The Three Musketeers
“We read The Three Musketeers to experience a sense of romance and for the sheer excitement of the story,” reflected Clifton Fadiman. “In these violent pages all is action, intrigue, suspense, surprise–an almost endless chain of duels, murders, love affairs, unmaskings, ambushes, hairbreadth escapes, wild rides. It is all impossible and it is all magnificent.”
First published in 1844, Alexandre Dumas’s swashbuckling epic chronicles the adventures of D’Artagnan, a gallant young nobleman who journeys to Paris in 1625 hoping to join the ranks of musketeers guarding Louis XIII. He soon finds himself fighting alongside three heroic comrades–Athos, Porthos, and Aramis–who seek to uphold the honor of the king by foiling the wicked plots of Cardinal Richelieu and the beautiful spy “Milady.”
“Dumas will be read a hundred, nay, three hundred years on,” wrote John Galsworthy. “His greatest creation is undoubtedly D’Artagnan, type at once of the fighting adventurer and of the trusty servant, whose wily blade is ever at the back of those whose hearts have neither his magnanimity nor his courage. Few, if any, characters in fiction inspire one with such belief in their individual existences. . . . To one who made D’Artagnan all shall be forgiven.” Clifton Fadiman agreed: “Dumas enjoyed writing his stories. . . . The pleasure he must have felt in creating D’Artagnan’s troubles and triumphs flashes out of these pages. . . . Dumas rampaged through the history of France, inventing, changing, distorting–doing whatever was needed to produce a tale to hold the reader breathless.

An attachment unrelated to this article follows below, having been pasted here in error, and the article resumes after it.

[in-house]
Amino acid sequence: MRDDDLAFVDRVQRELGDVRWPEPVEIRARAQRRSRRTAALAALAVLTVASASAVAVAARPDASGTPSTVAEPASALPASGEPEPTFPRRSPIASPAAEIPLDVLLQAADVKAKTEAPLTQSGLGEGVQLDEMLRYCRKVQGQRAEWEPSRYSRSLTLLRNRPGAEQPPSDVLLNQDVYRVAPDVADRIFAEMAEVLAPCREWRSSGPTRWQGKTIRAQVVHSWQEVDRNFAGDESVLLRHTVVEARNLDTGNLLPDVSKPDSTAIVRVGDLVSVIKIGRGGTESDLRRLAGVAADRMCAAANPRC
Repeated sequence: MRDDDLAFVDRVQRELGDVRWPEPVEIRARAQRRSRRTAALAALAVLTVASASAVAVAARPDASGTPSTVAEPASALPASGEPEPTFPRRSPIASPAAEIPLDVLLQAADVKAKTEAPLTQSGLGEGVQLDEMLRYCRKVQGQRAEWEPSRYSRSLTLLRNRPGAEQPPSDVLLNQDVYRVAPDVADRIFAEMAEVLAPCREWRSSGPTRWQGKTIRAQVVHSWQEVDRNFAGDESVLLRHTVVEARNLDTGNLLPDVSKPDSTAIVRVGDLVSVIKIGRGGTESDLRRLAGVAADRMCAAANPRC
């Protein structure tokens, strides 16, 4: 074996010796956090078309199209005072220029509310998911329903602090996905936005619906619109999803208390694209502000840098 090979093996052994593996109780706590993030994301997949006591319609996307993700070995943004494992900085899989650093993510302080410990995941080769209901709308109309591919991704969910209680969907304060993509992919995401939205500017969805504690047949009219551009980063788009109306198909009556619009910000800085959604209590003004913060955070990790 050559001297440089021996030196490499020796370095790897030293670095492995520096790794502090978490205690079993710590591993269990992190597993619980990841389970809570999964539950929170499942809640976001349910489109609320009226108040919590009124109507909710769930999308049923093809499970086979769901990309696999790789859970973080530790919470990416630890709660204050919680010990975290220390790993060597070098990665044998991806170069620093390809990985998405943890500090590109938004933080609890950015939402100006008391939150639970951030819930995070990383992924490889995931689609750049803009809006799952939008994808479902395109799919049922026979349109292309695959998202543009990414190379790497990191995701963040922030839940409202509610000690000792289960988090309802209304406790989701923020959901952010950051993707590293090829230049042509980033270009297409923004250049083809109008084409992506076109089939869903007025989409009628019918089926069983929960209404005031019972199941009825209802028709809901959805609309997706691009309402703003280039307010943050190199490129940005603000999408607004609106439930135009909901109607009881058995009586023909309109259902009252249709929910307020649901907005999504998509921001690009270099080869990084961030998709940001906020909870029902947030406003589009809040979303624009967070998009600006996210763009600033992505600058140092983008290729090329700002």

This book took me almost THREE weeks to read, which is crazy. Admittedly, it’s been a busy three weeks, and maybe I just didn’t devote as much reading time to it as I should have, but it took three weeks, nonetheless. I don’t know if it was just because it’s a translated book, but it seemed a little harder for me to get through than most. The story was good, and some of the action scenes were quite fun, but overall, I felt like the story could have been edited down by a few hundred pages (or two) and still have been just as good.
I did feel like the characters were superbly developed. I enjoyed our lovable Musketeers, the awesome D’Artagnan and the evil antagonists, the Cardinal and Milady.
Would I recommend this to my BFF or my daughter? Probably not, although I have no real reason for not recommending it other than the reading was a bit tedious. I’m happy to say I’ve read it, as it’s a classic, but it’s not a book I would gush over.